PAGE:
Canada’s IPP gets new director
Richard Keeler has been appointed for a five-year term as director of the Institute of Particle Physics of Canada (IPP) after ending his term as chairman of the subatomic grant selection committee of the Natural Science and Engineering Research Council of Canada (NSERC).
The institute, which receives its funding from NSERC, is a non-profit-making organization owned by several academic and research institutions throughout the country. It is responsible for the coordination and support of Canadian involvement in subatomic physics research, both within the country and abroad. The institute hires several research scientists who work in these institutions and it has around 150 individual members.
One of the institute’s major roles is to coordinate Canada’s participation in subatomic physics in the world scene. The director represents Canada within such bodies as the Global Science Forum of the Organization for Economic Co-operation and Development and the international commitee for future accelerators. The institute also participates in the organization of international conferences, both at home and abroad.
Christoph W Leemann is the new director of the Thomas Jefferson National Accelerator Facility (Jefferson Lab) at Newport News, Virginia. He had served as interim director
following the departure of the founding director, Hermann Grunder, for Argonne (CERN Courier November 2000). Leemann has previously been Jefferson Lab’s deputy
director as well as its associate director for accelerators and a leader of the management team. He came to Jefferson Lab in 1985 from Lawrence Berkeley National Laboratory, where he
had been involved in the design and construction of high-energy accelerators since 1970.
Samios wins Pontecorvo prize
Former Brookhaven director Nicholas Samios has been named as the 2001 recipient of the prestigious Bruno Pontecorvo prize by the Joint Institute for Nuclear Research (JINR) in Dubna, Moscow. The prize, which has been awarded annually since 1995, recognizes “the most
significant investigations in elementary particle physics”.
Samios is honoured for contributions both as a researcher and as a scientific
administrator. In particular, he is noted for the discovery of the phi meson and the omega minus hyperon – both crucial in elucidating the
underlying symmetry of hadrons, which ultimately led to the quark model. The award was made at JINR’s scientific council meeting in
Dubna on 18 January.
Institute of Physics makes 2002 awards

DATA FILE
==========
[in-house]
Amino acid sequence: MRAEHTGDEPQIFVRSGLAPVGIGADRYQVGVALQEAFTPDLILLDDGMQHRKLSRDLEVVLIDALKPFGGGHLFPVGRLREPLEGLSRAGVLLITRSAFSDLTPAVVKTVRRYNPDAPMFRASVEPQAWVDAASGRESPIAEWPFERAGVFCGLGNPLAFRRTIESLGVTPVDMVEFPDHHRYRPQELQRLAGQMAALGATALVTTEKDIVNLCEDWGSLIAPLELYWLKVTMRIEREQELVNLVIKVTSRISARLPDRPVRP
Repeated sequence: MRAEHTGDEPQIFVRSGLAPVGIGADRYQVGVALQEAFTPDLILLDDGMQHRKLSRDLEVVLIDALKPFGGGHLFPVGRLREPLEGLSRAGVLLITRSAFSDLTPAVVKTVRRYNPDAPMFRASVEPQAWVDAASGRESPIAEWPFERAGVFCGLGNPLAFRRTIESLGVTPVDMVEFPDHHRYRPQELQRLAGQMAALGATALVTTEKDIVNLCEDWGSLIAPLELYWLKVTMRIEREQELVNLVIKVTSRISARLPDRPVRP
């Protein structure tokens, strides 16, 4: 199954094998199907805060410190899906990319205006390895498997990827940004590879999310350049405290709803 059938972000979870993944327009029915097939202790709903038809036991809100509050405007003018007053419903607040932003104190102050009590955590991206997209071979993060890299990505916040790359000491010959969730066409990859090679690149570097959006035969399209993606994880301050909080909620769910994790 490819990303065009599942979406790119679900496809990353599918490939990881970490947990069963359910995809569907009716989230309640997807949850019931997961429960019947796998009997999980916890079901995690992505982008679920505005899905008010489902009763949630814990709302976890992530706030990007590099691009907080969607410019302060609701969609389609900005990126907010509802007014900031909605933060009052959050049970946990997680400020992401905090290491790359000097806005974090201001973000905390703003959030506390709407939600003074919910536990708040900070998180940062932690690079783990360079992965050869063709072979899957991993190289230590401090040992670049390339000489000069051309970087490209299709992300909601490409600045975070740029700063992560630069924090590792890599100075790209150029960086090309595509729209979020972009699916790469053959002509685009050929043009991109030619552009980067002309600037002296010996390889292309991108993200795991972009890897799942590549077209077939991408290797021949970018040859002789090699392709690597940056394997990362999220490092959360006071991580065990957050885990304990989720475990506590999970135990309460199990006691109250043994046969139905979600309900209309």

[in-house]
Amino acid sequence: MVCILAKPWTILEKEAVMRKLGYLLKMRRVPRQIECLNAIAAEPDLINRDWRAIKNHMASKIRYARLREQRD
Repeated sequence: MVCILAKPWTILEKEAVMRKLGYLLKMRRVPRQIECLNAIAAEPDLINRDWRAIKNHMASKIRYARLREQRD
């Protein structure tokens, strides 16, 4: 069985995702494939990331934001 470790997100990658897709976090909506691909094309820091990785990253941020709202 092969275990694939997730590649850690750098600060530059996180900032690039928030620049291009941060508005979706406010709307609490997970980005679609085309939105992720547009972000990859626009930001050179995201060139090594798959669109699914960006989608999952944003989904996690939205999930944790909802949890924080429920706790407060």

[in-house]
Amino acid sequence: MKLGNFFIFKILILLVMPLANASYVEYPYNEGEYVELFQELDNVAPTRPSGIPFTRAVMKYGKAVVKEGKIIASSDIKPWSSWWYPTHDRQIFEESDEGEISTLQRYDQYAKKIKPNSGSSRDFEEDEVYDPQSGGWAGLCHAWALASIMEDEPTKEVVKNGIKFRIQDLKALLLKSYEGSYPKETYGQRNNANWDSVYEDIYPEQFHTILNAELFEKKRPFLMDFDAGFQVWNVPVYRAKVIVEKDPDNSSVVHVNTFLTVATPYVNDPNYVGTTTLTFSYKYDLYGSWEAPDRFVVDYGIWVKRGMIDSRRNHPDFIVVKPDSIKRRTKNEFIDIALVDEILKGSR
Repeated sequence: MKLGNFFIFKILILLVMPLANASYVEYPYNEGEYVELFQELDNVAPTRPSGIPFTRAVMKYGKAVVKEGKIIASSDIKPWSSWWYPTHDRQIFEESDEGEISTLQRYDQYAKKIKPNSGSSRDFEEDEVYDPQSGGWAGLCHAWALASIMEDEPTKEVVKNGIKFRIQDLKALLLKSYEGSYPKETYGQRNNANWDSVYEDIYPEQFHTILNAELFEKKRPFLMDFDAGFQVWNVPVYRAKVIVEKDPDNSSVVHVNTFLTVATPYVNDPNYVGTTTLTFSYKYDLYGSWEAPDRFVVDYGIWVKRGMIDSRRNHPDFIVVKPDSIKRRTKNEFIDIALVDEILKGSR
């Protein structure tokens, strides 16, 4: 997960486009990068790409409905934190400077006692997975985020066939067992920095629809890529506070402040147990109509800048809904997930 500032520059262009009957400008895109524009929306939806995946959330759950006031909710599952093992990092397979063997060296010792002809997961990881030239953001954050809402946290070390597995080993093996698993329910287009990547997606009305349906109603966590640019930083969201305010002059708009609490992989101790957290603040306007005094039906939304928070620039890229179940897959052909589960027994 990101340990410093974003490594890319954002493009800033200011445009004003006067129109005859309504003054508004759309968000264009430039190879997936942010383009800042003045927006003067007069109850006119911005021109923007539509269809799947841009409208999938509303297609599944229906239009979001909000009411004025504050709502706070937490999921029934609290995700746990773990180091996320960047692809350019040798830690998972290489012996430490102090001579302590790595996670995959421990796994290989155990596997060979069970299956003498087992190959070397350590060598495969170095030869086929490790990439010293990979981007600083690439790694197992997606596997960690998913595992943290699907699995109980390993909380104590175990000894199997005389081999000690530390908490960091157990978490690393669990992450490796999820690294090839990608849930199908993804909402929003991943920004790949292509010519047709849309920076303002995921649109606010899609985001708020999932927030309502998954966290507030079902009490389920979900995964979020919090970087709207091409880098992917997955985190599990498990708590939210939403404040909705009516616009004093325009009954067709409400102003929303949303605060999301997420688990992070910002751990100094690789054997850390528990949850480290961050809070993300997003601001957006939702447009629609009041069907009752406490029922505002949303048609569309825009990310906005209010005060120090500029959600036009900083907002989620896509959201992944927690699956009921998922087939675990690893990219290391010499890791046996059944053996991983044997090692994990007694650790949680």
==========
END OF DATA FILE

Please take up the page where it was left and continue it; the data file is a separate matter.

Among the 2002 awards from the UK Institute of Physics are the Glazebrook medal and prize to George Kalmus, who is chairman of CERN’s scientific policy committee, for
his leadership and promotion of particle physics in the UK and internationally; the Dirac medal and prize to John Hannay of Bristol for his outstanding contribution to
theoretical physics in the areas of quantum mechanics, classical mechanics and optics; and the Kelvin medal and prize to Peter Kalmus of Queen Mary College, University of
London for his contributions to the public understanding of physics through public talks, lectures and other activities.
The Rutherford medal and prize was awarded to Peter
Dornan of Imperial College, London, David Plane of CERN and Wilbur Venus of the Rutherford Appleton Laboratory for contributions to the development of
the detectors at CERN’s Large Electron-Positron Collider and for their leadership of the ALEPH, OPAL and DELPHI experiments, respectively. The President’s medal went to Sir
Martin Wood of Oxford Instruments for his contributions to physics and its application, in particular for his entrepreneurial role as founder of Oxford Instruments.
Women on top: Quinn to head APS
SLAC theorist Helen Quinn has been elected vice-president of the American Physical Society (APS) and will begin her term of office next year. She will then become APS president in
2004. She will be only the fourth woman to hold this position.
Originally from Australia, Quinn earned her PhD at Stanford in 1967 and returned to a permanent position in the
SLAC theory group after serving as a postdoctorate student at Harvard. She shared the prestigious 2000 Dirac medal and prize with Howard Georgi and Jogesh Pati for her work on
unified theories of fundamental particles and interactions. Quinn is also a Fellow of the American Academy of Arts and Sciences.
New CERN elections
At the December meeting of CERN’s governing council, Joel Feltesse of Saclay was elected chairman of CERN’s scientific policy committee for one year from 1 January. New
members of the committee are Ken Peach of the UK Rutherford Appleton Laboratory and Frank Wilczek of MIT. Both were elected for three years. Within CERN, Thierry Lagrange
was appointed leader of the supplies, procurement and logistics division for three years.